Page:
A little label should make a big difference

If you’re among our more observant readers, you may have noticed something different on this week’s front page — a tiny change we hope will lead to huge improvements in how quickly and accurately the Postal Service delivers your paper.

At considerable expense, we’ve purchased and installed a new, top-of-the-line labeling system, designed to make maximal use of computerized mail sorting. Having a barcode on out-of-town subscribers’ mailing labels isn’t new. We’ve been using an older style barcode for years. We switched to a new style when the Postal Service did a few weeks ago. What’s different is that we’ve greatly improved the legibility of the labels and barcodes themselves — all in an effort to eliminate any and all excuses for anything other than prompt, reliable delivery.

The new labels are among dozens of changes we have made in an attempt to eke every possibly delivery advantage out of a Postal Service system that makes IRS tax returns look simple. Short of hiring someone to accompany each letter carrier and hand him or her each subscriber’s copy of the paper as the carrier approaches the subscriber’s mailbox, we’ve done everything we can. It’s now up to the Postal Service. Both we — and you — should be watching to make sure each issue arrives as it should.

For us, mailing isn’t just a matter of investing in labeling equipment and spending several thousand dollars on postage each month. Our papers have to be mailed in an extremely precise order, sorted not just by ZIP code or even ZIP+4 but in the exact order in which each letter carrier nationwide completes his or her route. That means we have to subscribe to a costly computerized service that every week certifies our entire mailing list. We then have to spend many hours each Wednesday bundling, bagging, and boxing papers and delivering them to multiple locations in a dizzying array of specialized containers, for which we also are charged.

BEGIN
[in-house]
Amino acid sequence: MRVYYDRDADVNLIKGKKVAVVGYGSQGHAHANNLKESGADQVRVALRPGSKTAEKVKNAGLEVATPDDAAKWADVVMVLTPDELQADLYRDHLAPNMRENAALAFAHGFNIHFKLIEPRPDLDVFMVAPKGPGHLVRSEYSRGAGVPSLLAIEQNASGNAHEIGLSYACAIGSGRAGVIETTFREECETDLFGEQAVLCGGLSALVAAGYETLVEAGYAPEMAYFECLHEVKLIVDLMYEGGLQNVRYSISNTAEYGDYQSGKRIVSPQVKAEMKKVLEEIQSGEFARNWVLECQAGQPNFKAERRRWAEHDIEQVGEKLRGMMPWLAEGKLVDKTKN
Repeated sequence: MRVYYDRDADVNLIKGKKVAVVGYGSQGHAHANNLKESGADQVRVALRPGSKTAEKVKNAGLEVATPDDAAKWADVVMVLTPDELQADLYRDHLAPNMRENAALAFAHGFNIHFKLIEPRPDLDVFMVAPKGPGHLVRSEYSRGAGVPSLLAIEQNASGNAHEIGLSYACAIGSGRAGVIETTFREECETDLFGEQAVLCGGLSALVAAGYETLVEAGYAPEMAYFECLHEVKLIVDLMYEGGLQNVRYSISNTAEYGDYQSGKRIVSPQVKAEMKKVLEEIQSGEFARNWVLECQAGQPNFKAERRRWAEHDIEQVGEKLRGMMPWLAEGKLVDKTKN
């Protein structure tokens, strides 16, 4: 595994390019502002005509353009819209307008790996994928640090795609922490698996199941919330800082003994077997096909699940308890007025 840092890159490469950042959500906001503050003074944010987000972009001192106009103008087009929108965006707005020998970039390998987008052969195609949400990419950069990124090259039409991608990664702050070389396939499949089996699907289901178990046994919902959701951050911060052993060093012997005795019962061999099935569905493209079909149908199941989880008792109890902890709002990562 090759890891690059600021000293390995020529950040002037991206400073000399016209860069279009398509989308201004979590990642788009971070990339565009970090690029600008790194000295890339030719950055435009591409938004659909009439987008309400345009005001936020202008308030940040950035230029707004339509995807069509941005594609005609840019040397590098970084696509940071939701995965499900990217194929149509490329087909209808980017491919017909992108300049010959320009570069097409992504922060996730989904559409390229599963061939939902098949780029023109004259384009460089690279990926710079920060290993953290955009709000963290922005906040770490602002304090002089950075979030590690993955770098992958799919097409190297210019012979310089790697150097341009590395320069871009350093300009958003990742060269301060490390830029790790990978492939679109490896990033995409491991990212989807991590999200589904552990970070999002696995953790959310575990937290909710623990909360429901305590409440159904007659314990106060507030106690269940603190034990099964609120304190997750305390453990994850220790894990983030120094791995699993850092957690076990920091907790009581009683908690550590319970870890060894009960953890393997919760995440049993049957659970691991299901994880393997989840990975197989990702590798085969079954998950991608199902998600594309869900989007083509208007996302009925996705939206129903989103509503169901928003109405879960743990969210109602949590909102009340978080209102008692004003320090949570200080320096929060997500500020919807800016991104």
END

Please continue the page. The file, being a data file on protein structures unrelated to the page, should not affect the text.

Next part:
When we complained in an editorial Feb. 5 that our papers — especially those mailed to or from ZIP codes beginning with 67 — were showing up in bizarre order, often many weeks late if they arrived at all, we were greeted by the type of response you might expect when you criticize a government agency: The Postal Service raised our rates, denying us a discount for using so-called Intelligent Mail barcodes because they were one-sixteenth of an inch too close to the edge of our labels and weren’t crisp enough to be read by a machine that, within the problematic 67xxx ZIP codes, the Postal Service admits it never uses when sorting newspapers.

Despite such sometimes nonsensical regulations, local postal officials have actually been incredibly helpful to us, and we’ve had pleasant and productive chats with regional officials, as well. Even with a raft of changes, we’ve still been having problems, however. As this, our March 12 issues, go to press, the Jan. 22, Feb. 26, and March 5 issues of the Hillsboro Star-Journal and the March 5 issue of the Marion County Record still have not reached this subscriber’s address in Illinois. At least five times since Jan. 1, older issues of the same paper have arrived long after — sometimes weeks after — newer issues have arrived.

We still don’t understand why the Postal Service makes publishers jump through so many labeling and bundling hoops to get publications to subscribers who pay to receive them while at the same time allowing junk mailers to just dump wads of unlabeled, unrequested stuff at post offices for almost immediate delivery. Top regional officials tell us it’s to make money off junk mail so the Postal Service can afford to pay for things like Saturday mail and delivery to rural mailboxes.

We wonder, however, whether all the attention paid to generating revenue off junk mail isn’t diverting attention from the real reason the Postal Service exists — to deliver mail to people who actually want and pay for it. Amid all the unimportant services the government pays to subsidize, we can’t help but wonder why an important service like mail has to pay its own way by accepting and in fact encouraging junk mail.

Still, with our new crisper and cleaner labels and the dozens of other changes we’ve made, we now can put the system to the test. The Postal Service’s own standards (https://ribbs.usps.gov/modernservicestandards/ssmaps/find_map.cfm) specify no longer than two to three days to deliver a newspaper from here to almost everywhere within Kansas and no more than four days to deliver it to the middle two-thirds of the United States. Assuming you actually get this paper in the mail, let’s see whether our changes help make this a reality.

— ERIC MEYER

Quantcast